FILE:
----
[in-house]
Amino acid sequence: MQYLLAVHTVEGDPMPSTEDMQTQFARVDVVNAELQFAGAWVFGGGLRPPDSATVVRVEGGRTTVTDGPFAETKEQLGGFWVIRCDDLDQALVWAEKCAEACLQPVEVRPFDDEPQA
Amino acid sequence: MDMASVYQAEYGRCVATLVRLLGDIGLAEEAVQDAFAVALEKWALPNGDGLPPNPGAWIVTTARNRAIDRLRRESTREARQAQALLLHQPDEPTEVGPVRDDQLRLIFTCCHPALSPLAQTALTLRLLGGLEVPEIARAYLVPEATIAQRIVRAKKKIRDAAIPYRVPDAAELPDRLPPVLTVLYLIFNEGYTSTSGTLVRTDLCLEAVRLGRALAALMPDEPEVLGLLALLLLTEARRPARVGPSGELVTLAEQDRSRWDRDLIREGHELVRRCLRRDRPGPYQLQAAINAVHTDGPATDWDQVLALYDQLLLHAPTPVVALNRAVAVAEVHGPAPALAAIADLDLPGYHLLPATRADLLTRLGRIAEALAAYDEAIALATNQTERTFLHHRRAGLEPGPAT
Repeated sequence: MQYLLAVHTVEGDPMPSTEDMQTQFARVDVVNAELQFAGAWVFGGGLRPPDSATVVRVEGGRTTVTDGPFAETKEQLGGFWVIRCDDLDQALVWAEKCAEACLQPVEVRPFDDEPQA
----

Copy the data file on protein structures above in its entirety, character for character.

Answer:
[in-house]
Amino acid sequence: MQYLLAVHTVEGDPMPSTEDMQTQFARVDVVNAELQFAGAWVFGGGLRPPDSATVVRVEGGRTTVTDGPFAETKEQLGGFWVIRCDDLDQALVWAEKCAEACLQPVEVRPFDDEPQA
Amino acid sequence: MDMASVYQAEYGRCVATLVRLLGDIGLAEEAVQDAFAVALEKWALPNGDGLPPNPGAWIVTTARNRAIDRLRRESTREARQAQALLLHQPDEPTEVGPVRDDQLRLIFTCCHPALSPLAQTALTLRLLGGLEVPEIARAYLVPEATIAQRIVRAKKKIRDAAIPYRVPDAAELPDRLPPVLTVLYLIFNEGYTSTSGTLVRTDLCLEAVRLGRALAALMPDEPEVLGLLALLLLTEARRPARVGPSGELVTLAEQDRSRWDRDLIREGHELVRRCLRRDRPGPYQLQAAINAVHTDGPATDWDQVLALYDQLLLHAPTPVVALNRAVAVAEVHGPAPALAAIADLDLPGYHLLPATRADLLTRLGRIAEALAAYDEAIALATNQTERTFLHHRRAGLEPGPAT
Repeated sequence: MQYLLAVHTVEGDPMPSTEDMQTQFARVDVVNAELQFAGAWVFGGGLRPPDSATVVRVEGGRTTVTDGPFAETKEQLGGFWVIRCDDLDQALVWAEKCAEACLQPVEVRPFDDEPQA